Slightly less air pollution in Europe

Photo by JuniperPhoton on Unsplash

Air quality in Europe is improving, but polluted air in particular causes much damage to the economy and health in cities. In general, European air is becoming cleaner, but three pollutants continue to cause great damage. The situation remains worst in cities.

According to the World Health Organization WHO, almost all city dwellers breathe in air that is unhealthy. Agriculture is seen as one of the culprits. The European Environment Agency stresses that air pollution is not only harmful to health but also to the economy, due to "higher health care costs, lower yields from agriculture and forestry and lower productivity".

Although the economy is growing in Europe, emissions of air pollutants and their concentrations in the air are falling, the European research agency confirms EEA based on the latest data. According to the agency, this proves that a strong policy makes the difference. There is less particulate matter, ozone, nitrogen dioxide and heavy metals in our air, which has also reduced health damage. In 2016 some 412,000 people died prematurely in particulate matter in 41 European countries. Compared to 2015, there are 17,000 fewer and almost half less than in 1990.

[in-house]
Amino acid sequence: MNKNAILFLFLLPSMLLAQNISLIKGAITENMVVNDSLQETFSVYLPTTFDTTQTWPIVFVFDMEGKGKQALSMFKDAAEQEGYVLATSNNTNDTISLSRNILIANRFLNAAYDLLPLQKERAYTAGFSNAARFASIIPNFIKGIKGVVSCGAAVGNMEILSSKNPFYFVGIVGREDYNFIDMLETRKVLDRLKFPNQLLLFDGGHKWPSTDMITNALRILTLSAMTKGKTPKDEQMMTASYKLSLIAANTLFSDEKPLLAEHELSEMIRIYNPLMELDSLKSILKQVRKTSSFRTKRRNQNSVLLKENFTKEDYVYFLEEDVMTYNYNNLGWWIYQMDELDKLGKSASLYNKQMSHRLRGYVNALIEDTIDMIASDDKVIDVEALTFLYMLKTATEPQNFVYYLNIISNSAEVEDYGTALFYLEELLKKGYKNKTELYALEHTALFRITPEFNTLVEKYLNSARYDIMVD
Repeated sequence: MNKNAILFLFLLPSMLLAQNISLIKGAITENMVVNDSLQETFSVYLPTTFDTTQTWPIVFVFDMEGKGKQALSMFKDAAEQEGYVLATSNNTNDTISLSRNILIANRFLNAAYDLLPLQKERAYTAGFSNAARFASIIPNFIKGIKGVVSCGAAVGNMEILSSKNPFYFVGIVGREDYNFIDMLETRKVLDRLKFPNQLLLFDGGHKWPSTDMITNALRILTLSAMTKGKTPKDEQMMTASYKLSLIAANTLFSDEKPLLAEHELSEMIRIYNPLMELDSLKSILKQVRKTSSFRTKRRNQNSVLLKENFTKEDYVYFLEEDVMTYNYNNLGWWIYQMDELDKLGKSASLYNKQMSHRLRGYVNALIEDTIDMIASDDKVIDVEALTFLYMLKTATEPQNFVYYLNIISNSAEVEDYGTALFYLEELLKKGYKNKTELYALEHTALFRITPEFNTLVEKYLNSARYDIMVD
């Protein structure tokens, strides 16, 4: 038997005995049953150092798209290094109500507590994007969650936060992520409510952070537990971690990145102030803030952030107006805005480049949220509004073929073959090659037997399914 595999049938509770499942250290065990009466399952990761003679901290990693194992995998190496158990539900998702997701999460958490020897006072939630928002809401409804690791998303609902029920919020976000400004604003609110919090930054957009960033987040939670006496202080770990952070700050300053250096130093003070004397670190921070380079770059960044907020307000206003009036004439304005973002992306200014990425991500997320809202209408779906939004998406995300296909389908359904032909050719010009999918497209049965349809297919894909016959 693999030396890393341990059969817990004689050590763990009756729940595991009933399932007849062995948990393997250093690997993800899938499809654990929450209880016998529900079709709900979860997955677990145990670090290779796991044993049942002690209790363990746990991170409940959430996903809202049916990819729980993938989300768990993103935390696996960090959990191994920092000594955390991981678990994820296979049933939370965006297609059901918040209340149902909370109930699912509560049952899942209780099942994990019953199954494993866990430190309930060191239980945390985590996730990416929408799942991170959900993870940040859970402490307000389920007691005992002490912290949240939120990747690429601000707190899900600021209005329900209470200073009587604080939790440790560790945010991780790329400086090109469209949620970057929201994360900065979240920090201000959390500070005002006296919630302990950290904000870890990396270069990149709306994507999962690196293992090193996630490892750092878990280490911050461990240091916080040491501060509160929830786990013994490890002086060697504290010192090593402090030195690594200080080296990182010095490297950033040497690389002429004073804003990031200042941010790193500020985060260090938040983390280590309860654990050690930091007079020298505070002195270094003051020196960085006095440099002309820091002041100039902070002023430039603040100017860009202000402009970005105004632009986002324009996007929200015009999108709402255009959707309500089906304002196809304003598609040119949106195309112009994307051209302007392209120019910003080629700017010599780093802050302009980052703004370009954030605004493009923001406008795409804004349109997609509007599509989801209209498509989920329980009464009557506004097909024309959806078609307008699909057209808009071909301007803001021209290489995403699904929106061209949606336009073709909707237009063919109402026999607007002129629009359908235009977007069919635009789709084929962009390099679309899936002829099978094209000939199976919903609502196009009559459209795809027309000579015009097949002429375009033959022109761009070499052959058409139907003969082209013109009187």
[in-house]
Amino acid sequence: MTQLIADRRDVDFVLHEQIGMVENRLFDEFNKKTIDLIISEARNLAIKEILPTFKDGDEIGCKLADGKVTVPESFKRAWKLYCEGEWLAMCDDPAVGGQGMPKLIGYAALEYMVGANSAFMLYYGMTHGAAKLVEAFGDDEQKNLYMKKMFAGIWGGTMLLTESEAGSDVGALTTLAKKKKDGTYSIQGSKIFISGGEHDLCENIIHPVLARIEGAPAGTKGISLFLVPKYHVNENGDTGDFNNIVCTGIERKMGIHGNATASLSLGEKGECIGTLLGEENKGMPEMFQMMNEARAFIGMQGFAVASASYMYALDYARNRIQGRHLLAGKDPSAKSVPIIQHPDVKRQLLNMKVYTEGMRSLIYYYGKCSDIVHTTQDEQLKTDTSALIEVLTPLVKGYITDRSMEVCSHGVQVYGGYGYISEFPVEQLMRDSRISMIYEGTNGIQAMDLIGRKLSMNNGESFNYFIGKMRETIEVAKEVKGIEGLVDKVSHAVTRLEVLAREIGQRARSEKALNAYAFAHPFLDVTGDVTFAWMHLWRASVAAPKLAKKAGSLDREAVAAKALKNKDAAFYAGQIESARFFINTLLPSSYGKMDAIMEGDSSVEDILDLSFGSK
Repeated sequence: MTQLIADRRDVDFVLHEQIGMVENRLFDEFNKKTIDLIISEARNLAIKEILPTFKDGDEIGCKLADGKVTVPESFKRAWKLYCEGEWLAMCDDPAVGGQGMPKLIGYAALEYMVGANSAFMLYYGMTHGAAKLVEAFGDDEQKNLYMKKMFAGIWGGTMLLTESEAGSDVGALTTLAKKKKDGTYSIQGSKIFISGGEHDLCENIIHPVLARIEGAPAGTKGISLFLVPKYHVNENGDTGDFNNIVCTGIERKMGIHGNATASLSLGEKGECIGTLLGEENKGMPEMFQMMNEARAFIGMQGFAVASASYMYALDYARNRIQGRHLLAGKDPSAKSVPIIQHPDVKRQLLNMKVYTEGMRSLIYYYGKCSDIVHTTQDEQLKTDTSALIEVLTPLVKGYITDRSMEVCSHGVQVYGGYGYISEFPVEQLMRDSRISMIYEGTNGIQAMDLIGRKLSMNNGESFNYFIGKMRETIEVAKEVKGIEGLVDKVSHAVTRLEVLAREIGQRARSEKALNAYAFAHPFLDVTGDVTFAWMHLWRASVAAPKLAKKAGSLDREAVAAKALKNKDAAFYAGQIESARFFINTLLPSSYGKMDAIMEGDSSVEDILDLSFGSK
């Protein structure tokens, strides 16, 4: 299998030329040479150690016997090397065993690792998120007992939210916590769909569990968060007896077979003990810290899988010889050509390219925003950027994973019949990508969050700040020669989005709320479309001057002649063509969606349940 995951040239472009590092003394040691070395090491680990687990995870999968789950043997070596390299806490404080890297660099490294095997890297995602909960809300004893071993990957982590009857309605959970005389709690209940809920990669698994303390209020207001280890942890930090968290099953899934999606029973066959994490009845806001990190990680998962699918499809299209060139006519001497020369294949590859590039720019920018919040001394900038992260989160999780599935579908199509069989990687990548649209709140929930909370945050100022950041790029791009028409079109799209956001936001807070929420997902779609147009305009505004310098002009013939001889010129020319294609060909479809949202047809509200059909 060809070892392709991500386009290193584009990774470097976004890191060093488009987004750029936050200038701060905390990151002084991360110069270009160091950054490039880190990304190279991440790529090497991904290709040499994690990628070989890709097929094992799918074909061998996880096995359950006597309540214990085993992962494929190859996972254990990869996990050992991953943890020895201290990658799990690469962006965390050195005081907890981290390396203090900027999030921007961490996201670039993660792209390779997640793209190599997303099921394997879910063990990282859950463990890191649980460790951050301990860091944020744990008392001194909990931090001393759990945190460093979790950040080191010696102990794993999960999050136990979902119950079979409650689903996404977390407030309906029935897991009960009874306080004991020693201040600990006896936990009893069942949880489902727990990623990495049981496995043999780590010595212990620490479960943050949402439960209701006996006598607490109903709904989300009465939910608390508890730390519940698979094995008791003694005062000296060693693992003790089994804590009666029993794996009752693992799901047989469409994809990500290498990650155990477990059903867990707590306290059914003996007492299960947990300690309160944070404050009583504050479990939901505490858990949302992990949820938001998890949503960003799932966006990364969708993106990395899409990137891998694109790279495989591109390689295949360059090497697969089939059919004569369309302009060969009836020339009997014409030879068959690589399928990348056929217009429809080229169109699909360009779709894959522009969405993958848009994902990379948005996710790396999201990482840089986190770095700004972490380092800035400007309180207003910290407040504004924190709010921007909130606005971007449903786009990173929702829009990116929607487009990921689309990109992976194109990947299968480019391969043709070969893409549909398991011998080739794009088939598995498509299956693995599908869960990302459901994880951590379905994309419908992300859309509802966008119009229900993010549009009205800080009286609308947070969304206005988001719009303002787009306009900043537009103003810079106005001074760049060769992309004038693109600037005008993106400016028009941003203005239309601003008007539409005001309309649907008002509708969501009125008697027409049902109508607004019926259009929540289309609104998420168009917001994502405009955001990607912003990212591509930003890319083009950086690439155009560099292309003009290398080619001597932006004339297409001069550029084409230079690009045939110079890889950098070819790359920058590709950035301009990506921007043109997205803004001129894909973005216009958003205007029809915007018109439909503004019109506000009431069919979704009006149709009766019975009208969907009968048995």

The premature death mainly has to do with air pollution from nitrogen dioxide, ozone and particulate matter. According to the European standard, 6 to 8 percent of the population is exposed to too much fine dust. The culprits are transport, industry and agriculture. The latter shows the least progress, but the most profit can also be achieved there. Much is expected from the new climate policy that Europe is working on to become completely climate-neutral and pollution-free by 2050.

An EMA map shows that air pollution is particularly high in northern Italy, Poland, parts of the Balkans. But also some measuring stations in Belgium and parts of the Ruhr area color more red than the rest of Europe.